System Performance Display Analysis: Color Accuracy in DCI-P3 and sRGB


View All Comments

  • ImSpartacus - Wednesday, June 01, 2016 - link

    Whew, finally! Looks like is was worth the wait though. :P Reply
  • damianrobertjones - Wednesday, June 01, 2016 - link

    I sold my iPad mini 4, just to get one of these, as I'd previously owned the Air 2 and I simply couldn't justify the extra cost. Sure, of course, it is a nice device, but all I did was launch SimCity Builit (Which didn't seem to load faster) and mess around. For all serious tasks I have the Surface Pro 3.

    It's a lot... for not a lot really. Plus, seeing as the Surface line was initially blasted for not including a stylus/keyboard, it's annoying that Apple sell them for MORE (I think) than the MS versions.

    The charts do not include the Surface pro 4 for screen quality. Selective information?

    All in all, although nice, it simply wasn't worth the cash (to me).
  • Brandon Chester - Wednesday, June 01, 2016 - link

    The Surface Pro 4 technically doesn't use the same display tests in all cases, such as GMB, as we use a reduced pattern set for mobile. I can add the results that are comparable to the charts. I think as far as size and price go the Surface 3 is the more relevant comparison though, and that was there. Reply
  • dsumanik - Wednesday, June 01, 2016 - link

    Gimme a break chester, this is apple's latest and greatest tablet and should be compared head to head with microsoft's latest, on all fronts. That's what apple was shooting for with this product.

    In fact,

    In apples very own keynote they raved about the amount of PC user's that were ditching desktops for an iPad, which is ridiculous because anyone owning a 7 year old PC is not going to be looking to spend 360 bucks just for a keyboard and stylus... LOL!
  • Brett Howse - Wednesday, June 01, 2016 - link

    I'm not sure exactly what your complaint is here. The Surface 3 is a much closer touch point in almost every aspect except for performance. But regardless, we have our online Bench where you can always compare any device and I've even done it for you:

    The larger iPad Pro was compared to the Surface Pro 4, as it should be. We keep an online database though so if you want to do any extra comparisons its very simple. Bench is a link at the top of the page.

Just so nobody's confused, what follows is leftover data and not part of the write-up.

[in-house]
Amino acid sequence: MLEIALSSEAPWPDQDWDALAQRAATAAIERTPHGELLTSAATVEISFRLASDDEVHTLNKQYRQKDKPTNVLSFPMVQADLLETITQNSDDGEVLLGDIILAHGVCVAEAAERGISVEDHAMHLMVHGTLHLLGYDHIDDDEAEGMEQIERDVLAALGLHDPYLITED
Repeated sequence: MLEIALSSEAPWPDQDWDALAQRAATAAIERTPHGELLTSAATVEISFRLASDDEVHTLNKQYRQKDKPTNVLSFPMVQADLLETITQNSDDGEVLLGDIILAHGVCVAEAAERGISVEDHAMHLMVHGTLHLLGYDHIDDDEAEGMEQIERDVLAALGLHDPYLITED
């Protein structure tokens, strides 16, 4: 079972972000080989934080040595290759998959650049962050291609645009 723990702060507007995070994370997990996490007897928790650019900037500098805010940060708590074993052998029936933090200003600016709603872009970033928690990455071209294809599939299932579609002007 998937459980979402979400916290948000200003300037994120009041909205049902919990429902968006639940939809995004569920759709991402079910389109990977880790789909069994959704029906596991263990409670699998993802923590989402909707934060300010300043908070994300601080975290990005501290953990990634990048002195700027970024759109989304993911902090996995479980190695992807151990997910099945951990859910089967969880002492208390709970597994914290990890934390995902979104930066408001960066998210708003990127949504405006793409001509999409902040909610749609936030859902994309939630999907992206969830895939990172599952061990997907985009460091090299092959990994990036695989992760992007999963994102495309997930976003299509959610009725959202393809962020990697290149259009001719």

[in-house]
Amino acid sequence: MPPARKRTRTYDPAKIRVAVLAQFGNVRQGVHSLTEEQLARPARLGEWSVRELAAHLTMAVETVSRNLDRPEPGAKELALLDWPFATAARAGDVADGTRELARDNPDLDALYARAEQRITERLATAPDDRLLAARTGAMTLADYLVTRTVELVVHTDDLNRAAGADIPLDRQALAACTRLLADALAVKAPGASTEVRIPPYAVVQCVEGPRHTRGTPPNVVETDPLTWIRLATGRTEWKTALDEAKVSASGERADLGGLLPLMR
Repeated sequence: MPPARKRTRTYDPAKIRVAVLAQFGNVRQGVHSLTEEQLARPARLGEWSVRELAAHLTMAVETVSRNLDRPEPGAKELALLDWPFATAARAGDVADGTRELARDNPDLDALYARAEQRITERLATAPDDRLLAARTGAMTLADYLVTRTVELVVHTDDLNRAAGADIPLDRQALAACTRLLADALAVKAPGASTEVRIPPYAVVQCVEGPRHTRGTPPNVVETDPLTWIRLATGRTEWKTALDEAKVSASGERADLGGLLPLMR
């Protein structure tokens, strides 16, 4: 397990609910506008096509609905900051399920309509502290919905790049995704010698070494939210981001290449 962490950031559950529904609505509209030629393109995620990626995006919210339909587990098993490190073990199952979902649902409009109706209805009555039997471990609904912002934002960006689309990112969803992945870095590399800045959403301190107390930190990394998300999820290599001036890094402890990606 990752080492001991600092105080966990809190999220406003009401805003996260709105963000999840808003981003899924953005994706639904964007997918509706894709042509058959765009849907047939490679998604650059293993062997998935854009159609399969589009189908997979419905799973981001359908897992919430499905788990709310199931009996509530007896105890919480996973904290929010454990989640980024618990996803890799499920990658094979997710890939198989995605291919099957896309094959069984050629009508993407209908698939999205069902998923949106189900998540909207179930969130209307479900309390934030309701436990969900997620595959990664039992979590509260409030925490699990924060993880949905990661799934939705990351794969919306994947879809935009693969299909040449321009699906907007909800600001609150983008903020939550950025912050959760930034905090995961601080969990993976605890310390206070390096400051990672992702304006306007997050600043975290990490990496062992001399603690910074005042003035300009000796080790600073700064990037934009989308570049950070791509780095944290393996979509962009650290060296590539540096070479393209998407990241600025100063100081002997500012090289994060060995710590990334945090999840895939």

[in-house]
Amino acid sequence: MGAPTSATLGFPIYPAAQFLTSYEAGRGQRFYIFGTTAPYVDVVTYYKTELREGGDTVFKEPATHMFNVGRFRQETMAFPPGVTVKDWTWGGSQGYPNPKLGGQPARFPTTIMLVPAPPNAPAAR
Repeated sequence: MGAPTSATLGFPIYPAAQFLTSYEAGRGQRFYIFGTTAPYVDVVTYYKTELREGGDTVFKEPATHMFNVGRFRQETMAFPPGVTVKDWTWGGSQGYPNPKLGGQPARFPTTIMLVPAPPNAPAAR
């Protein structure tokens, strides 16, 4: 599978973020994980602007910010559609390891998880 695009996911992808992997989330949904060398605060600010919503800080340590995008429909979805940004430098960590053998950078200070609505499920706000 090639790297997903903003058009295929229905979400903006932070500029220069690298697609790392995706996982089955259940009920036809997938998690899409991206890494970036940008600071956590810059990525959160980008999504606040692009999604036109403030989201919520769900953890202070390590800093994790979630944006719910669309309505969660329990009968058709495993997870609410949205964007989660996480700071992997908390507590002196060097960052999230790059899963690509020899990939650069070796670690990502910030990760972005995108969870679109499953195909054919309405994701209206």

• nikon133 - Thursday, June 02, 2016 - link

    It is being marketed as a "Pro" line product... thus it should be compared to other Pro tablets.

    I haven't read article yet... but I'm presuming tablet runs on platform comparable to larger iPad Pro. I don't think that screen size alone should be the differentiating factor. HP Elitebooks come with screens from 12 to 15.6", for example... can't recall anyone saying that 12" Elitebook is not a business-class laptop just because it is smaller?
  • dsumanik - Sunday, June 05, 2016 - link

    The complaint is that there is inherent apple bias in the that article has extended to the benchmarks.

    The surface pro 4 may very well be inferior. But this "review" is deceptive. Why not just follow Apple marketing guidelines and compare the ipad pro to "5 year old pc's everyone is leaving for iPad".

    Why not just put a single benchmark of a 486 laptop and call it the best?
  • Vigilant007 - Sunday, August 07, 2016 - link

    I can understand not being happy with facets of the review. Chalking up your concerns to "you're a horrible person" isn't the most constructive line of dialogue.

    It looks like your response was nicely responded to. I'd encourage more discussion instead of tin foil hat guttural response. I think we get it from your responses that your using global stereotypes to paint a picture that everything is inferior to what you have.

    All of that said, I haven't been a fan of the Microsoft Surface line till this generation. There's a certain rhythm of finally "getting it" in terms of fit and finish that I don't think Microsoft has had in hardware till this year. The Surface Pro and SurfaceBook are both impressive devices. If what I wanted as an individual could be served by the Windows ecosystem (phone through tablet) I would be giving it a much more serious look.

    Apples attitude towards user experience and hardware has been, and still is to a certain degree incredibly different then Microsoft and most other OEMs. You can call it "bad" as much as you want, and that's your right to do so. I have a few iPads in my house, and got one for my little brother to use in college. They are arguably the best overall tablet on the market from hardware onto ecosystem.

    Thanks for peeing in the punch bowl because someone doesn't agree with you hence becoming a "horrible person".
  • KPOM - Wednesday, June 01, 2016 - link

    It's $260 for the keyboard and pencil. Reply
  • dsumanik - Sunday, June 05, 2016 - link

    not in canada, they gouge us. $360. Reply